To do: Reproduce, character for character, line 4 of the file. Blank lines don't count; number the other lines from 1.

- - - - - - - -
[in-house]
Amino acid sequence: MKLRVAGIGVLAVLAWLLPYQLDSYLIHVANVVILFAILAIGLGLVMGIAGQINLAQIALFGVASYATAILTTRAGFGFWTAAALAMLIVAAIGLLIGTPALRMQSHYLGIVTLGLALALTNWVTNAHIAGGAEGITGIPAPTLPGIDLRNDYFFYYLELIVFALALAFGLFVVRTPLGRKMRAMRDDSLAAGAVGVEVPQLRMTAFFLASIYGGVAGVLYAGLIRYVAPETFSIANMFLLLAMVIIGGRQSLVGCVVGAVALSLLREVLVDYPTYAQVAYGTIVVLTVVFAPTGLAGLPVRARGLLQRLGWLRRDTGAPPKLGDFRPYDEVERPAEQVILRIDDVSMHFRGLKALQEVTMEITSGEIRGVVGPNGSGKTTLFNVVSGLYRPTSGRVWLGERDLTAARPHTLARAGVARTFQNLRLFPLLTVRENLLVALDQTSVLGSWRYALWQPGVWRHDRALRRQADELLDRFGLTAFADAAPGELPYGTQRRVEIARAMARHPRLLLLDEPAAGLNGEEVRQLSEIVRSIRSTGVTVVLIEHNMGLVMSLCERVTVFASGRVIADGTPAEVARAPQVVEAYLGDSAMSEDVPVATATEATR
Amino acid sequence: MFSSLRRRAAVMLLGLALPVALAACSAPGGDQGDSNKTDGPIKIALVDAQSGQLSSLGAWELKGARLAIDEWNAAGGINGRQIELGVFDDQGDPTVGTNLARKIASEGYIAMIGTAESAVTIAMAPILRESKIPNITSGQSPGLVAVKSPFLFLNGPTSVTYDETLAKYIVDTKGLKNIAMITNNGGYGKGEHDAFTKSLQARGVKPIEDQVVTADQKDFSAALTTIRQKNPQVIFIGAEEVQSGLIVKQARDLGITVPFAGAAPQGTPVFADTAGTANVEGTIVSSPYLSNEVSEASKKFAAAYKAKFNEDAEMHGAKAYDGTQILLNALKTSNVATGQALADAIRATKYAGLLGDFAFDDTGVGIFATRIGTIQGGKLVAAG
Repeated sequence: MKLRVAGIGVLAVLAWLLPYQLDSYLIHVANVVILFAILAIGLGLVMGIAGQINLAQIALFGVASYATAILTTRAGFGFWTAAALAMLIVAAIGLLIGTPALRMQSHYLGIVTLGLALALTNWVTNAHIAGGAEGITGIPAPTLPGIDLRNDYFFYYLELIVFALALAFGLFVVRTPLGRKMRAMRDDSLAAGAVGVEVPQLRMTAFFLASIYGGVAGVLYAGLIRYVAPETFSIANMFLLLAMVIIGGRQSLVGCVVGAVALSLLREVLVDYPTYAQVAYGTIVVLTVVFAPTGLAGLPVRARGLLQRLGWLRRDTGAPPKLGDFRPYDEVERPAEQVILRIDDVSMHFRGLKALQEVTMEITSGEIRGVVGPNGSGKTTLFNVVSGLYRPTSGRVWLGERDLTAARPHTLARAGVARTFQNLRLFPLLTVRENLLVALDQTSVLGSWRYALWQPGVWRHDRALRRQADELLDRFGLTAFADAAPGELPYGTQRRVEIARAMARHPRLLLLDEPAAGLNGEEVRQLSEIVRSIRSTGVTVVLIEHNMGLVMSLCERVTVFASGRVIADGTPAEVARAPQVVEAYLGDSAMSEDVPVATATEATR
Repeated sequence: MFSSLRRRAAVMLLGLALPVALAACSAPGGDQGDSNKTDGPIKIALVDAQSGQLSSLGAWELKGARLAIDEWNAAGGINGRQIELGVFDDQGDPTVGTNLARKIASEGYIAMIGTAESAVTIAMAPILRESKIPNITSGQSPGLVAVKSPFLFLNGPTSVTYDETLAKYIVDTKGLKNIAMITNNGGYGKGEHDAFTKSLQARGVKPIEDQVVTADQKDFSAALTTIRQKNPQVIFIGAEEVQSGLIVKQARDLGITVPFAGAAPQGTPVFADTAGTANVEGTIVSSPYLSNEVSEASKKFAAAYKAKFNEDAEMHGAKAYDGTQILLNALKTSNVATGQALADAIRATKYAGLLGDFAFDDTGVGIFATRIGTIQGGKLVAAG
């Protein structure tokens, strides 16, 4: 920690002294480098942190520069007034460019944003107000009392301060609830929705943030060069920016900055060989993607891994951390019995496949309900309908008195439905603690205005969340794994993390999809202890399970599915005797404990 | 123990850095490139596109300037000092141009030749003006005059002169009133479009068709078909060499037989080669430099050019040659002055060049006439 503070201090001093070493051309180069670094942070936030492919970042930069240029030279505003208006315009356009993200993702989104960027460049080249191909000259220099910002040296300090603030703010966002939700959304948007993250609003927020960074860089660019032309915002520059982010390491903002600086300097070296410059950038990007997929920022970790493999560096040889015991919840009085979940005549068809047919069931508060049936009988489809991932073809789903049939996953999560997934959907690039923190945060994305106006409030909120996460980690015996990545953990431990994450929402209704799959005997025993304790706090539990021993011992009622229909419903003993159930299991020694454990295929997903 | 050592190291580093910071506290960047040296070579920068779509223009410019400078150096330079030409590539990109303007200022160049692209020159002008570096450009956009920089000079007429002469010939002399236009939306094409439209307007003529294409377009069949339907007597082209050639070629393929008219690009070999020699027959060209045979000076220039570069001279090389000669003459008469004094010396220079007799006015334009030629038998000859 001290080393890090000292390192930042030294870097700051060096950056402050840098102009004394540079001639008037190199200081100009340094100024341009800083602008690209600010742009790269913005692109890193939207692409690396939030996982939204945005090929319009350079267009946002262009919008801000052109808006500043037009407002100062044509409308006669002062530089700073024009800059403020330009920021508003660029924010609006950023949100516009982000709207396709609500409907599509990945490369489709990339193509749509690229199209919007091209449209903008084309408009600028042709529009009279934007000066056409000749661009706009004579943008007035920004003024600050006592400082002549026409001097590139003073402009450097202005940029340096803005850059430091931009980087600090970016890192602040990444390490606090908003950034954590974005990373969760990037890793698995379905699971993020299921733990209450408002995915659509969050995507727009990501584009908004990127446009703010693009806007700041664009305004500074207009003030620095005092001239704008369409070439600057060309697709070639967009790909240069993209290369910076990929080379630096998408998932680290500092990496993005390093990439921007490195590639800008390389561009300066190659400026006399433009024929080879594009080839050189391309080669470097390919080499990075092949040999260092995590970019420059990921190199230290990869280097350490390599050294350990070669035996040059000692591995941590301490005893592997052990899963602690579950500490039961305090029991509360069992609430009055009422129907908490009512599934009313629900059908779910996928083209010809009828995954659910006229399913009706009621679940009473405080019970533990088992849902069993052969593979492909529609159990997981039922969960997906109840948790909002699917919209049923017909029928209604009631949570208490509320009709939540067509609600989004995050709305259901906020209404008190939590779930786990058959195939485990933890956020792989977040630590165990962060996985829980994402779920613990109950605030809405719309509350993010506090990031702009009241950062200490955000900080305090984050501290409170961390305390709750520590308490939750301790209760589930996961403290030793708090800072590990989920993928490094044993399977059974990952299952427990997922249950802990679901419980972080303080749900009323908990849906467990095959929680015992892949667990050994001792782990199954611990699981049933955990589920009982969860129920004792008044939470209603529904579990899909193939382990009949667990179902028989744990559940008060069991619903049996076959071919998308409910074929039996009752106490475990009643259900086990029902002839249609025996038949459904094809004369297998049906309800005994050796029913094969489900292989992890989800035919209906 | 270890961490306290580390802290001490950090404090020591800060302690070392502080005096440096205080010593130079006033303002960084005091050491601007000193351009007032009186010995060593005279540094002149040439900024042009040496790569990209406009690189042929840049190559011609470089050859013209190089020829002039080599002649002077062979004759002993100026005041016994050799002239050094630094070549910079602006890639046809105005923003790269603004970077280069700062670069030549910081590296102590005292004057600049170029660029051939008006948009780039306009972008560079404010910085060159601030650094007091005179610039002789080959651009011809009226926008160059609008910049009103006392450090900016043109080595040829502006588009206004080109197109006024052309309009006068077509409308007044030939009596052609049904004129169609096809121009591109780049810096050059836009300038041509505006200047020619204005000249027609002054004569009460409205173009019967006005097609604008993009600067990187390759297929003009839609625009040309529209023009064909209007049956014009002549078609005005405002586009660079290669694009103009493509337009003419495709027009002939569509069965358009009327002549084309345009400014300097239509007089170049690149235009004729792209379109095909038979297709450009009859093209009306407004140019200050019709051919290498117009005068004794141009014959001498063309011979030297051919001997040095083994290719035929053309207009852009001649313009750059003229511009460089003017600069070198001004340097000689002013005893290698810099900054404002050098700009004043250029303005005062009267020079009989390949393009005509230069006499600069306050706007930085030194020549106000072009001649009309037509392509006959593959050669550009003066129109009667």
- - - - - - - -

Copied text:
Repeated sequence: MKLRVAGIGVLAVLAWLLPYQLDSYLIHVANVVILFAILAIGLGLVMGIAGQINLAQIALFGVASYATAILTTRAGFGFWTAAALAMLIVAAIGLLIGTPALRMQSHYLGIVTLGLALALTNWVTNAHIAGGAEGITGIPAPTLPGIDLRNDYFFYYLELIVFALALAFGLFVVRTPLGRKMRAMRDDSLAAGAVGVEVPQLRMTAFFLASIYGGVAGVLYAGLIRYVAPETFSIANMFLLLAMVIIGGRQSLVGCVVGAVALSLLREVLVDYPTYAQVAYGTIVVLTVVFAPTGLAGLPVRARGLLQRLGWLRRDTGAPPKLGDFRPYDEVERPAEQVILRIDDVSMHFRGLKALQEVTMEITSGEIRGVVGPNGSGKTTLFNVVSGLYRPTSGRVWLGERDLTAARPHTLARAGVARTFQNLRLFPLLTVRENLLVALDQTSVLGSWRYALWQPGVWRHDRALRRQADELLDRFGLTAFADAAPGELPYGTQRRVEIARAMARHPRLLLLDEPAAGLNGEEVRQLSEIVRSIRSTGVTVVLIEHNMGLVMSLCERVTVFASGRVIADGTPAEVARAPQVVEAYLGDSAMSEDVPVATATEATR